What is the point of teaching, if someone isn’t going to use that knowledge? A new paper by Bethan Stagg addresses that with a study that not only looks at how well students can learn, but also encourage them to learn more in the future.
Meeting Linnaeus: improving comprehension of biological classification and attitudes to plants using drama in primary science education studies the impact of an immersive drama with inquiry-based learning about plants.
The children came from four schools, making 108 participants of ages 10-11. They were tested before and after the drama, and again a couple of months later. That way Stagg could see how attitudes and knowledge had changed.
The event was a process drama. An actor plays Linnaeus in 1735, who has come to the scholl to recruit ‘apostles’ to be sent overseas in search of specimens. The workshop was a hybrid of scripted and improvised elements. I did a little reading on improvisation when I was learning to give scientific talks. It’s more complicated than ‘anything goes’, but it can be very open. I asked Bethan Stagg if there was a difference between the drama guided play. She replied: “Drama is no different from guided play, except I suppose the use of a professional actor and props. Both science and games have rules and play is potentially a more accessible way of communicating the rules of science than the instructivist classroom mode.”
There is a danger that labelling the event ‘play’ sounds perjorative. I think if you were to do that you would underestimate the power of play. Talk to a seven year old about Pokémon and then, an hour or so later, try getting them to stop. Done well, you have an opportunity for learning through doing. The drama element being the preparation for what the pupils will discover.
For this study, Bethan Stagg participated herself as an apostle. I asked her if doing rather than observing changed what she learned about the event. “That’s an interesting question about how it felt to be participating. In our previous botanical drama, ‘Story of a Seed‘, I had no active role, which probably created a sense of detachment, as an external observer. Whereas in ‘Linnaeus’ the children interacted with me, as a character in the drama, and I did gain more of an insight into how it felt to be one of the participants, particularly in the games.”
One of the findings Stagg has made is the importance of a hands-on element to learning. One quote she has in the paper is “We just talk about the plants, we don‘t look at them”. It’s an important point. Could you learn how to swim by watching (closely) someone swim? Can you learn about science by watching someone else do it and talking about it?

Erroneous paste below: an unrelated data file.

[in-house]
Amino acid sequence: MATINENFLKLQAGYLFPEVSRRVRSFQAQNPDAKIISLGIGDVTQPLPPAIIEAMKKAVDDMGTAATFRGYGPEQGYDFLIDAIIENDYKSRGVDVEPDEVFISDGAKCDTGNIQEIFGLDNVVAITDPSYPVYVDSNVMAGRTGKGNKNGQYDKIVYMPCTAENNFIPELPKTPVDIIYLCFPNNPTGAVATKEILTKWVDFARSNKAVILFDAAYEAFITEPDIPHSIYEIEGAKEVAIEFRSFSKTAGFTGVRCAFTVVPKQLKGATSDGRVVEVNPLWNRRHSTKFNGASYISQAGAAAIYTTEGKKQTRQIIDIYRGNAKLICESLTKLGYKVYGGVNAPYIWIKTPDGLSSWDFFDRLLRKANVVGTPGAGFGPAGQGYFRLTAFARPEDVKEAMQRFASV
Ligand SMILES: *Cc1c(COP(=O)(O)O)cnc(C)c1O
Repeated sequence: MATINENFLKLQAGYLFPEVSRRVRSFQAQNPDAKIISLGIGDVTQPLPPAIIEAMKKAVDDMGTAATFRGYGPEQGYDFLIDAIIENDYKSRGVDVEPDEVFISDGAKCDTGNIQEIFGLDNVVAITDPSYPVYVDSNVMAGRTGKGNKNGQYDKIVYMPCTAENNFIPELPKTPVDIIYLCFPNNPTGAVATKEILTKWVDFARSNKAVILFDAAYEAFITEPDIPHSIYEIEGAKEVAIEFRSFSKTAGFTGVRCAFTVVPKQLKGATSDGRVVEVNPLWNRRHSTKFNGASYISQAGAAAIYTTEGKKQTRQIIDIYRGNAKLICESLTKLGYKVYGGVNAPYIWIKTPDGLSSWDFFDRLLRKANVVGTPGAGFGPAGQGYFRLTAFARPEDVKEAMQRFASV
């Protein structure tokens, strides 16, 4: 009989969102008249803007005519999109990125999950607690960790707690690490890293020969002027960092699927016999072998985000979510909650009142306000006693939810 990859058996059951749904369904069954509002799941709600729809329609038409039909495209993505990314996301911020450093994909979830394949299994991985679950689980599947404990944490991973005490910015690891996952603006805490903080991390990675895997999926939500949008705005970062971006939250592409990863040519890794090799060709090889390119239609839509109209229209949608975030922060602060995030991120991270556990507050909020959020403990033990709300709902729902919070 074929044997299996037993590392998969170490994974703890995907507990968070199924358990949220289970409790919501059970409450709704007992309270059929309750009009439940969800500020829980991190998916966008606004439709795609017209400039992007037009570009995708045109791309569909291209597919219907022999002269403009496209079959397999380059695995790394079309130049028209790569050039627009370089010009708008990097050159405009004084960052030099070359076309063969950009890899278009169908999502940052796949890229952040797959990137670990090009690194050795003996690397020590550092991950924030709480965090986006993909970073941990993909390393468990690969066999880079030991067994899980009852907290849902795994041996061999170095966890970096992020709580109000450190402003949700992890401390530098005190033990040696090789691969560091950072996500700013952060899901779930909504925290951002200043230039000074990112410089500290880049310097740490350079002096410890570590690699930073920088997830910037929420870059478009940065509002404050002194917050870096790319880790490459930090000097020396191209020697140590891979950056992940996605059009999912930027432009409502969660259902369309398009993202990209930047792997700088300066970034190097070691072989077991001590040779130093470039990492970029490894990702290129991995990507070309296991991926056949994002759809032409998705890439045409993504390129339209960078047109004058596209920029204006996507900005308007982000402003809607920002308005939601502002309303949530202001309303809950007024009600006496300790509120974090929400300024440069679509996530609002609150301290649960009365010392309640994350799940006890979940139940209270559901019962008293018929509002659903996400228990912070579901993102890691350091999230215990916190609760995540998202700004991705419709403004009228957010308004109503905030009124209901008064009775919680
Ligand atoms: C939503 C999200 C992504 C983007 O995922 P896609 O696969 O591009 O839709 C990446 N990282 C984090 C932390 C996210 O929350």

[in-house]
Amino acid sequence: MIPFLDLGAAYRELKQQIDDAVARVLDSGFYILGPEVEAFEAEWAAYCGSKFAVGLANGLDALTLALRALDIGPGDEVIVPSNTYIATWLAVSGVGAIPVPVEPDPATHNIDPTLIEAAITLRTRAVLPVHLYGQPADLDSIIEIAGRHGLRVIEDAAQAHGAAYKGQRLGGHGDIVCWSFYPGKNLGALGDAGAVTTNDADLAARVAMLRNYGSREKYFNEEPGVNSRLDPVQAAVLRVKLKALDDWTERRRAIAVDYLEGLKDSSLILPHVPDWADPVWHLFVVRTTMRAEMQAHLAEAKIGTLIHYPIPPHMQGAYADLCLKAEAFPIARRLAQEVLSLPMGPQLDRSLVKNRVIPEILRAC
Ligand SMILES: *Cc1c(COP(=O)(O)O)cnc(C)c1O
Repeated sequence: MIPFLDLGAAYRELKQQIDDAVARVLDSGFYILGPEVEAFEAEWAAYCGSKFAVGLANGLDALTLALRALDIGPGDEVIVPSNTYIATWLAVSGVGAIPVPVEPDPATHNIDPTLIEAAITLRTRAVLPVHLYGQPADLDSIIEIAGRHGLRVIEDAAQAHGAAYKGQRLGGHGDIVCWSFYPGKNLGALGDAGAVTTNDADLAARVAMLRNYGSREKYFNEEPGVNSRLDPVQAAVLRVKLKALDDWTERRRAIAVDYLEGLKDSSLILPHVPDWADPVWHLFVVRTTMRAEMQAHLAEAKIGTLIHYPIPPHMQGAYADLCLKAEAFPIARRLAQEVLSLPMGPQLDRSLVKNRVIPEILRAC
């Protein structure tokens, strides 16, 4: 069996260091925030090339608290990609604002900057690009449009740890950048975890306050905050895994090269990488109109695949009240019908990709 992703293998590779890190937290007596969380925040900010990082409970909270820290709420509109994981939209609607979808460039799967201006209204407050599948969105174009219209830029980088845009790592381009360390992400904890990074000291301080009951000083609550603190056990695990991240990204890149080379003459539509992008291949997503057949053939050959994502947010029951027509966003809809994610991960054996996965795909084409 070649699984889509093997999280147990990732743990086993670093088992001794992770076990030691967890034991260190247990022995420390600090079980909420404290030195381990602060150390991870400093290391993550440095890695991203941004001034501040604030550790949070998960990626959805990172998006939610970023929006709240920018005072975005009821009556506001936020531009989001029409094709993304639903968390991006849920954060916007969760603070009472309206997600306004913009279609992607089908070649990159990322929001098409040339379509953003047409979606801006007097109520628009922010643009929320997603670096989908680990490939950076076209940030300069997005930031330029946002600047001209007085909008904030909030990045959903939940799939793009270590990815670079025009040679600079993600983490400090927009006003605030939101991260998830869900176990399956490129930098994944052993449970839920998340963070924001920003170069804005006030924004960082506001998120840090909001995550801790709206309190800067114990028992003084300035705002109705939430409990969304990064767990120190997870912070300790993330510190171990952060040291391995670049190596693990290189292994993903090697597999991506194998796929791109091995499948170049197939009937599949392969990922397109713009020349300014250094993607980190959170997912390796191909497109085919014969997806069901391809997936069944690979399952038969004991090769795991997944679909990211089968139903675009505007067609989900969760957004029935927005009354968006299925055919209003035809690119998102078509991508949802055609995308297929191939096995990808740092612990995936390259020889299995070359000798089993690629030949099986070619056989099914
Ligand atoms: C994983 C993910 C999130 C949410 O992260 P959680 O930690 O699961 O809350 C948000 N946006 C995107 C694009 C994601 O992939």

Another point that comes from the paper is the reassurance for pupils that the questionnaires used won’t go back to the school. This might seem odd. Why would a child care what they think about plants getting back to the school? Bethan Stagg explained: “Telling children that teachers would not see their questionnaires was a way of reassuring children, as sadly children are so tuned into anything that looks like a test being part of some scheme of continuous assessment. Knowing that teachers would not see papers was also a way to encourage children to be honest in the feedback questions (‘what did you think about the drama’, ‘how could it have been improved’)”
Once the pupils thought there wasn’t a ‘right’ answer to ‘are you interested in plants’ they opened up about what they liked, or didn’t about the event. A result wasn’t just an improvement in botanical knowledge, but also a more positive attitude to plants. They could see that what they learned had a bit more relevance to their lives.
It seems like the event was a success, so what more is happening? Well for Bethan Stagg, the remainder of her PhD. Time and money means she has no current plans for more drama events. But if this sounds like bad news, it needn’t be. Stagg said: “There is nothing to stop a school or community group using the scripts for either drama as a starting point for their own project (both are available as supplementary files in the published papers, or interested individuals can email me directly)”
If I were running a science outreach event, the research showing that this approach has a positive outcome would make me much happier about using it. I’ll admit I’m not at ease with drama, but the fact it’s not something I am comfortable with is irrelevant. The people in botany at the moment are the people most likely to be attracted by current methods of outreach. If you want to reach new audiences, following the same comfortable routines won’t work well. And I suspect this approach could be very successful. While the study was of 10-11 year olds, it should work with a much wider range of people, including adults – if their children give them permission to take part. Stagg agrees: “I definitely think the findings apply to all ages. We all enjoy learning through stories and learning interactively.”